How can I offset against a PO?
Grasping the intricacies of invoice matching, particularly when dealing with different amounts in purchase requests, GRNI (Goods Received Not Invoiced), and actual invoices, can be challenging. This article illustrates this process using a practical example, where a purchase request for £2,000 (+20% VAT) is involved, but the GRNI and invoice amounts differ.
Before diving into the specifics of our scenario, it's essential to understand what GRNI is. GRNI stands for Goods Received Not Invoiced. It is an accounting term used when a company has received goods or services but has not yet received the invoice for these goods or services.
In financial records, GRNI is important because it represents a liability – an acknowledgement that while the company has benefitted from these goods or services, it still owes payment for them. Accurately tracking GRNI is crucial for maintaining the integrity of a company's financial statements, ensuring that liabilities are correctly recorded and the company's financial obligations are transparent.
- Purchase request: You've raised a purchase request for goods or services worth £2,000, with an additional 20% VAT, totalling £2,400.
- GRNI recorded: Subsequently, a GRNI is recorded for £1,000 (excluding VAT), indicating goods received but not yet invoiced.
- Invoice received and matched: Later, you receive and match an invoice for £1,000 (excluding VAT).
The offset process
Identifying the discrepancy: Initially, there's a discrepancy. The purchase request is for a total of £2,400 (including VAT), but the GRNI and the matched invoice total £1,000 each (excluding VAT).
Calculating VAT and total amounts: VAT for the GRNI and invoice amount (£1,000) needs to be considered, which is 20% of £1,000, equating to £200. Therefore, the total for each (GRNI and invoice) including VAT is £1,200.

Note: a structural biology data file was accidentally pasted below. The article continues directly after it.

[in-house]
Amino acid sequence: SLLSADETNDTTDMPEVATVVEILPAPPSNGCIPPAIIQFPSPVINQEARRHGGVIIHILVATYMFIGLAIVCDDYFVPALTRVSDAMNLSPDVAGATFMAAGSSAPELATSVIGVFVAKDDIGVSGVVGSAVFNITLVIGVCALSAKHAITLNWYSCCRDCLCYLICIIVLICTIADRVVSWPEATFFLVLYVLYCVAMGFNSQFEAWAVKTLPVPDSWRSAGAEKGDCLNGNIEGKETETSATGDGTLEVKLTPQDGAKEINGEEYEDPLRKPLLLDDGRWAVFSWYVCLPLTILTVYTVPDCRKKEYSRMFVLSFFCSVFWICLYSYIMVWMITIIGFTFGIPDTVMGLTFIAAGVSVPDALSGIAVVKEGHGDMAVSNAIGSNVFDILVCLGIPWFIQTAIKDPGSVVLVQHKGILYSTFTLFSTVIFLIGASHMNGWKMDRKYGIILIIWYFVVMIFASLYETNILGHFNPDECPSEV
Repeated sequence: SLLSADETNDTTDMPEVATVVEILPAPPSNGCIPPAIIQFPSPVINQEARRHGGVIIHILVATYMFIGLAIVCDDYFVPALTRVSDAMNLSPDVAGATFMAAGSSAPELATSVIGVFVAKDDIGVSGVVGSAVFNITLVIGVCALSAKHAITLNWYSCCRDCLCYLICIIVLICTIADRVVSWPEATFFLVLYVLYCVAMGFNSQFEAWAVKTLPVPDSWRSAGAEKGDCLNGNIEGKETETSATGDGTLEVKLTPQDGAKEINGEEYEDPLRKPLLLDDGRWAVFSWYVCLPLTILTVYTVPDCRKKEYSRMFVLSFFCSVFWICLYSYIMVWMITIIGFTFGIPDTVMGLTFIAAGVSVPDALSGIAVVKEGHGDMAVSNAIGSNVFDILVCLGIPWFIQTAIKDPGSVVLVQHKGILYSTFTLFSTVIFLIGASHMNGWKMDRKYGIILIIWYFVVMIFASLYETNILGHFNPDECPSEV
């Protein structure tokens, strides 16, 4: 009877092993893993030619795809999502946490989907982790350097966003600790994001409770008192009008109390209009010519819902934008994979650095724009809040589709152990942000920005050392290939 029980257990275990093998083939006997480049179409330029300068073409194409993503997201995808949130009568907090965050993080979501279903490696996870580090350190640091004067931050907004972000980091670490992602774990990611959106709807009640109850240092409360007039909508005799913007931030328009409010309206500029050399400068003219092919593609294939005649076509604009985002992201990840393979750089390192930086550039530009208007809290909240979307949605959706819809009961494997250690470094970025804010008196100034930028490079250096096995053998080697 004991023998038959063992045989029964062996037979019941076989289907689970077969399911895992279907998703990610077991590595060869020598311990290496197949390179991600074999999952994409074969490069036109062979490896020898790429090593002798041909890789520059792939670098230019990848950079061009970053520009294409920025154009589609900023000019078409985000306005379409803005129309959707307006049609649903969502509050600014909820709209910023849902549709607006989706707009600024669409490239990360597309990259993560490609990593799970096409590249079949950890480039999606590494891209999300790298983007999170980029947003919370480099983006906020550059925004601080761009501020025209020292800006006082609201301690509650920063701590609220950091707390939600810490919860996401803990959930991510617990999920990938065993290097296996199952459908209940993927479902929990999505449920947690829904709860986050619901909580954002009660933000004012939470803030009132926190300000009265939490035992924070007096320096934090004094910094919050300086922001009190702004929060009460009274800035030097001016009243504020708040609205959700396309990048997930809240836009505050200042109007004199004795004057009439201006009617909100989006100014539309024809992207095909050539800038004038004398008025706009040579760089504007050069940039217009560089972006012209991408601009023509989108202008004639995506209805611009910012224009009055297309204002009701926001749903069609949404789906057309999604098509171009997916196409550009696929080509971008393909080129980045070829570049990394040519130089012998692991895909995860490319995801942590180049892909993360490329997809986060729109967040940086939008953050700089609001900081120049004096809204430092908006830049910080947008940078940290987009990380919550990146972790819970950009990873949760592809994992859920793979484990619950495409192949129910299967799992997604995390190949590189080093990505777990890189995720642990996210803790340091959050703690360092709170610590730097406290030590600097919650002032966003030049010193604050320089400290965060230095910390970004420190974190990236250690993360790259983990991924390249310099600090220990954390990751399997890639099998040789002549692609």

Determining the offset: The original purchase request was for £2,400, but so far, only £1,200 (including VAT) has been accounted for in both GRNI and the invoice. The offset here would be the remaining amount that is yet to be accounted for.The offset can be the remaining amount that is yet to be accounted for. In this case, an offset of £1,200 can be recorded to align the total purchase request amount and then to make a match with
Recording the offset: This offset amount should be recorded in your financial system. It adjusts the total liability or payable amount in your accounts, ensuring that your financial records accurately reflect the total of the original purchase request.
Finalizing the accounts: With the offset recorded, your accounts will now show a commitment of £2,400 (including VAT), aligning with the original purchase request. This ensures the financial integrity and accuracy of your procurement and accounting records.
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